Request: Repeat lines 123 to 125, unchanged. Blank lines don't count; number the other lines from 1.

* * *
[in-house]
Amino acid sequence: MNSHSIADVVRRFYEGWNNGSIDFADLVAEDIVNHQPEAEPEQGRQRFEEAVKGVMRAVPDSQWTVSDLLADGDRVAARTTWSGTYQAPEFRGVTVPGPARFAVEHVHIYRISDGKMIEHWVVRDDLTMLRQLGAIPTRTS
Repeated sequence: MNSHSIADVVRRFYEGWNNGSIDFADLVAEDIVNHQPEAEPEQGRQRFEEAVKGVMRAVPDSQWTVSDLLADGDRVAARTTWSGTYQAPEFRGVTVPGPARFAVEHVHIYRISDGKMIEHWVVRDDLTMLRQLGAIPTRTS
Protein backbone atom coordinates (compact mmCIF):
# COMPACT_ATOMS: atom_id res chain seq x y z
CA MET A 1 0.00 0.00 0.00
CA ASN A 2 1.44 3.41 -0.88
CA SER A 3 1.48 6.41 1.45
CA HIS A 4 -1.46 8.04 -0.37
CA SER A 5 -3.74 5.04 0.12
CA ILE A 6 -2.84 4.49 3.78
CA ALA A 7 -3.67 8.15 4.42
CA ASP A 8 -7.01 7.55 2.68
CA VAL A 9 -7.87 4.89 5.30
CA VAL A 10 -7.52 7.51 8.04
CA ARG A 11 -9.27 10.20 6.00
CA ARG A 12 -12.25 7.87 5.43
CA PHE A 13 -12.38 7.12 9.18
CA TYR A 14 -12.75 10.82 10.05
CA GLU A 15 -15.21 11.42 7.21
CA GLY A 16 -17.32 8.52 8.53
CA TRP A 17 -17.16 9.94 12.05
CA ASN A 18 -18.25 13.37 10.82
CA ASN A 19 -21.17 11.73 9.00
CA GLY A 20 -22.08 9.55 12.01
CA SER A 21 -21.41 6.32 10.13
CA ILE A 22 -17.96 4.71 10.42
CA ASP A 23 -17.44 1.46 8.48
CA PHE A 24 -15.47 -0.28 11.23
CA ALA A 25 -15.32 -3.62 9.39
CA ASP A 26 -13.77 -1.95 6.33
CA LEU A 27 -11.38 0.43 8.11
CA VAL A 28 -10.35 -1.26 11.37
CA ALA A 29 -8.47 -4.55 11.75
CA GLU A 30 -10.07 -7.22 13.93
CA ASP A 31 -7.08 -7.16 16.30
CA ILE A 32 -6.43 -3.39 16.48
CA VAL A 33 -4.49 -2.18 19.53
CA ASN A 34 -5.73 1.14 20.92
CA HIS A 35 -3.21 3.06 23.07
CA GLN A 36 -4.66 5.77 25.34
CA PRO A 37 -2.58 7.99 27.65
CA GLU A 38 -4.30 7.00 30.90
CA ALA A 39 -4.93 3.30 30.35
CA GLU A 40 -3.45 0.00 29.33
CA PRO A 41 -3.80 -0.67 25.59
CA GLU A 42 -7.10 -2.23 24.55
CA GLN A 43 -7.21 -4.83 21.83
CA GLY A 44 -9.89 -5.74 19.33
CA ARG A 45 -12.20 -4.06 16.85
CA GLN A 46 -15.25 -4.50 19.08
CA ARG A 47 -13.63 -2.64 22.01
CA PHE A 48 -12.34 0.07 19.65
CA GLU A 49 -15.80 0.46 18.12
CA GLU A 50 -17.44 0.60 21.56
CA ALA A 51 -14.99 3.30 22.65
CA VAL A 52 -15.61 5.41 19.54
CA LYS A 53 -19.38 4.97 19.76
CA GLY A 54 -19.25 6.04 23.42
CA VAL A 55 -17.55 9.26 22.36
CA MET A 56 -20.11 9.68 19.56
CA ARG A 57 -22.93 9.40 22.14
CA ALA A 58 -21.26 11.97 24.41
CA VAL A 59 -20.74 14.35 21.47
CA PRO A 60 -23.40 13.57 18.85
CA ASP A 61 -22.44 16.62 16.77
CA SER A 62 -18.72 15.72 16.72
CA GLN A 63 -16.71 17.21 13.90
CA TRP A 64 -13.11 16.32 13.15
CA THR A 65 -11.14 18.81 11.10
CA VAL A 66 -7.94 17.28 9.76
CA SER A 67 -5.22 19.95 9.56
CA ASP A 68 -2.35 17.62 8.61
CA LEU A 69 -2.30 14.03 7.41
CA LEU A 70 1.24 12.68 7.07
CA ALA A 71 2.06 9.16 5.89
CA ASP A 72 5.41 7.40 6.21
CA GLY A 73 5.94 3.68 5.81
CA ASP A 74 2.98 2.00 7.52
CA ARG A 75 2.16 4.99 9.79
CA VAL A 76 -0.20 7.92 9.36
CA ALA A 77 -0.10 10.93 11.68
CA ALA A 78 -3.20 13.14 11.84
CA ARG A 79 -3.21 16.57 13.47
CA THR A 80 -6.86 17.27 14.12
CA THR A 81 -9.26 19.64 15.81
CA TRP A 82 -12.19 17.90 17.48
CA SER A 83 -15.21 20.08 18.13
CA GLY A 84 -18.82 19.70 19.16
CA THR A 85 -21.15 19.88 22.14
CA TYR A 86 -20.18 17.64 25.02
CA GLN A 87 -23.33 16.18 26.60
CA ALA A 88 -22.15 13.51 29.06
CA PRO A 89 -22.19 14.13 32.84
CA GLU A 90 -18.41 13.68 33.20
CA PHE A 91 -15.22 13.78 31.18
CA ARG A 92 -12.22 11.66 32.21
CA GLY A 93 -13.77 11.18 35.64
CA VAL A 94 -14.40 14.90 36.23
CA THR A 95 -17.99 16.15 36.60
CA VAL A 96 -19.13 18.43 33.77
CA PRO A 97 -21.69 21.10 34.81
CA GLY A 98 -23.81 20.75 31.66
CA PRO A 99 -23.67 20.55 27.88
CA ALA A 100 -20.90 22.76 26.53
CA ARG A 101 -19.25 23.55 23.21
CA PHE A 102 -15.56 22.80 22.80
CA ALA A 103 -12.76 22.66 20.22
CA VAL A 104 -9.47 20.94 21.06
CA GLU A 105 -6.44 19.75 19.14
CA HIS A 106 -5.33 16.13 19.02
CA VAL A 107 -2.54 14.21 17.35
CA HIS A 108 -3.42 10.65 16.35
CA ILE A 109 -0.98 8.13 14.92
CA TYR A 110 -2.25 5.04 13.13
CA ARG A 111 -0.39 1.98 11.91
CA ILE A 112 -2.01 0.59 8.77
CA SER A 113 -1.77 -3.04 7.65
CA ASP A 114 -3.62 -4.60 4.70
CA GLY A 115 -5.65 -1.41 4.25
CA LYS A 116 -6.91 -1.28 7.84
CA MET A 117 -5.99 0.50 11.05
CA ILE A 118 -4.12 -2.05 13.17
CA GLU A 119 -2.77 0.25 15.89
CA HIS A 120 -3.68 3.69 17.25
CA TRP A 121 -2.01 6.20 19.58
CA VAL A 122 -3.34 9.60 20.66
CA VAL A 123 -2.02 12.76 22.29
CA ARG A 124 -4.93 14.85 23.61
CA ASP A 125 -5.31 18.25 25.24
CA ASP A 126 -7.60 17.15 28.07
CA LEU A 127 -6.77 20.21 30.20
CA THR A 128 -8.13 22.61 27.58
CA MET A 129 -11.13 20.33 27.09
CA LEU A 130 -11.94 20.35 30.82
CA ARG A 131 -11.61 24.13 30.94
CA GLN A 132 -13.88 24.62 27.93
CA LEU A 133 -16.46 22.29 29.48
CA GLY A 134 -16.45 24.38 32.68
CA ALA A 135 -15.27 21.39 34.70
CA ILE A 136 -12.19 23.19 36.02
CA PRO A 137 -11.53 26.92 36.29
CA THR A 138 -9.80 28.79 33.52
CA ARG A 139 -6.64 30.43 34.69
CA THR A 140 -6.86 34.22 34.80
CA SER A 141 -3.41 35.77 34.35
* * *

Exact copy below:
CA ILE A 118 -4.12 -2.05 13.17
CA GLU A 119 -2.77 0.25 15.89
CA HIS A 120 -3.68 3.69 17.25